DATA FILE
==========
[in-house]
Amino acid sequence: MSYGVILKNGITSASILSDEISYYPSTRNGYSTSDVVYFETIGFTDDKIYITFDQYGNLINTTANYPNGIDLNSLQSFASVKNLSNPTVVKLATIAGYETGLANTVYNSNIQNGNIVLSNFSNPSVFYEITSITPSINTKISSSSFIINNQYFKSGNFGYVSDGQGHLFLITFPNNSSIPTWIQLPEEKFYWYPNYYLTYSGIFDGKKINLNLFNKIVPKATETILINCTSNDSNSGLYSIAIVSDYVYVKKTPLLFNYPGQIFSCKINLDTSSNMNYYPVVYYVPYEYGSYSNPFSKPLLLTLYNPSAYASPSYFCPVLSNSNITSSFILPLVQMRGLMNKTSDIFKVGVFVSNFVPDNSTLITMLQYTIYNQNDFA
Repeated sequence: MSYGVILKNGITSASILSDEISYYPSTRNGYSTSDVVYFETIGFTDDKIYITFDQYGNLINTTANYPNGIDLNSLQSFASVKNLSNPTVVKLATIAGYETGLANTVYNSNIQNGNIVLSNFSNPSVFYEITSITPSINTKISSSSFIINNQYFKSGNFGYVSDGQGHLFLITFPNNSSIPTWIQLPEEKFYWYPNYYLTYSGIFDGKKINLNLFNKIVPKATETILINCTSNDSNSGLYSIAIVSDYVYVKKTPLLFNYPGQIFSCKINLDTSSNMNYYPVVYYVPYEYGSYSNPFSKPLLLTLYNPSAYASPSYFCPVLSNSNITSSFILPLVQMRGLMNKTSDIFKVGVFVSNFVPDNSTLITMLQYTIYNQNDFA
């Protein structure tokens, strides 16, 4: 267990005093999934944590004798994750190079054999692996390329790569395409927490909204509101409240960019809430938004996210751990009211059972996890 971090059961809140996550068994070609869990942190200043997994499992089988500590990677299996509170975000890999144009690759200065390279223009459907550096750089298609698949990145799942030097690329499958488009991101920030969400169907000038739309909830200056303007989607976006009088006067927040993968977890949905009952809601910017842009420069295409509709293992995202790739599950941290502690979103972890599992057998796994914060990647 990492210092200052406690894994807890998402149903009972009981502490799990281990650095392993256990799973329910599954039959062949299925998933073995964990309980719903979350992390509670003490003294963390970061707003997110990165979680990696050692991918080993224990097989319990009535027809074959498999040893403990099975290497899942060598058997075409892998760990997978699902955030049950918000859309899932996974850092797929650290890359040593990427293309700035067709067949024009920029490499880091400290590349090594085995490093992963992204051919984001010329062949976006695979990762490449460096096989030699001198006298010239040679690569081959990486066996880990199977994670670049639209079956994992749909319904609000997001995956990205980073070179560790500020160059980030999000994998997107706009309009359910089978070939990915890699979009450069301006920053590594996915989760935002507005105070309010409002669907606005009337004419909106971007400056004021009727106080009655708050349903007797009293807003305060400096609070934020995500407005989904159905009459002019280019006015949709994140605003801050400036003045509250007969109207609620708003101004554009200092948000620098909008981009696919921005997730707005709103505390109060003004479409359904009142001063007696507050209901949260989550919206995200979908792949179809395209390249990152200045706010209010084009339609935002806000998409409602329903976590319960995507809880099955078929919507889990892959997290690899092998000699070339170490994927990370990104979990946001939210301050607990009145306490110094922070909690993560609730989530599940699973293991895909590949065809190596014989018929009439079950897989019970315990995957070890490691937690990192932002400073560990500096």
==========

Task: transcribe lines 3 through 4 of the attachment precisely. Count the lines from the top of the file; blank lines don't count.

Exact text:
Repeated sequence: MSYGVILKNGITSASILSDEISYYPSTRNGYSTSDVVYFETIGFTDDKIYITFDQYGNLINTTANYPNGIDLNSLQSFASVKNLSNPTVVKLATIAGYETGLANTVYNSNIQNGNIVLSNFSNPSVFYEITSITPSINTKISSSSFIINNQYFKSGNFGYVSDGQGHLFLITFPNNSSIPTWIQLPEEKFYWYPNYYLTYSGIFDGKKINLNLFNKIVPKATETILINCTSNDSNSGLYSIAIVSDYVYVKKTPLLFNYPGQIFSCKINLDTSSNMNYYPVVYYVPYEYGSYSNPFSKPLLLTLYNPSAYASPSYFCPVLSNSNITSSFILPLVQMRGLMNKTSDIFKVGVFVSNFVPDNSTLITMLQYTIYNQNDFA
């Protein structure tokens, strides 16, 4: 267990005093999934944590004798994750190079054999692996390329790569395409927490909204509101409240960019809430938004996210751990009211059972996890 971090059961809140996550068994070609869990942190200043997994499992089988500590990677299996509170975000890999144009690759200065390279223009459907550096750089298609698949990145799942030097690329499958488009991101920030969400169907000038739309909830200056303007989607976006009088006067927040993968977890949905009952809601910017842009420069295409509709293992995202790739599950941290502690979103972890599992057998796994914060990647 990492210092200052406690894994807890998402149903009972009981502490799990281990650095392993256990799973329910599954039959062949299925998933073995964990309980719903979350992390509670003490003294963390970061707003997110990165979680990696050692991918080993224990097989319990009535027809074959498999040893403990099975290497899942060598058997075409892998760990997978699902955030049950918000859309899932996974850092797929650290890359040593990427293309700035067709067949024009920029490499880091400290590349090594085995490093992963992204051919984001010329062949976006695979990762490449460096096989030699001198006298010239040679690569081959990486066996880990199977994670670049639209079956994992749909319904609000997001995956990205980073070179560790500020160059980030999000994998997107706009309009359910089978070939990915890699979009450069301006920053590594996915989760935002507005105070309010409002669907606005009337004419909106971007400056004021009727106080009655708050349903007797009293807003305060400096609070934020995500407005989904159905009459002019280019006015949709994140605003801050400036003045509250007969109207609620708003101004554009200092948000620098909008981009696919921005997730707005709103505390109060003004479409359904009142001063007696507050209901949260989550919206995200979908792949179809395209390249990152200045706010209010084009339609935002806000998409409602329903976590319960995507809880099955078929919507889990892959997290690899092998000699070339170490994927990370990104979990946001939210301050607990009145306490110094922070909690993560609730989530599940699973293991895909590949065809190596014989018929009439079950897989019970315990995957070890490691937690990192932002400073560990500096």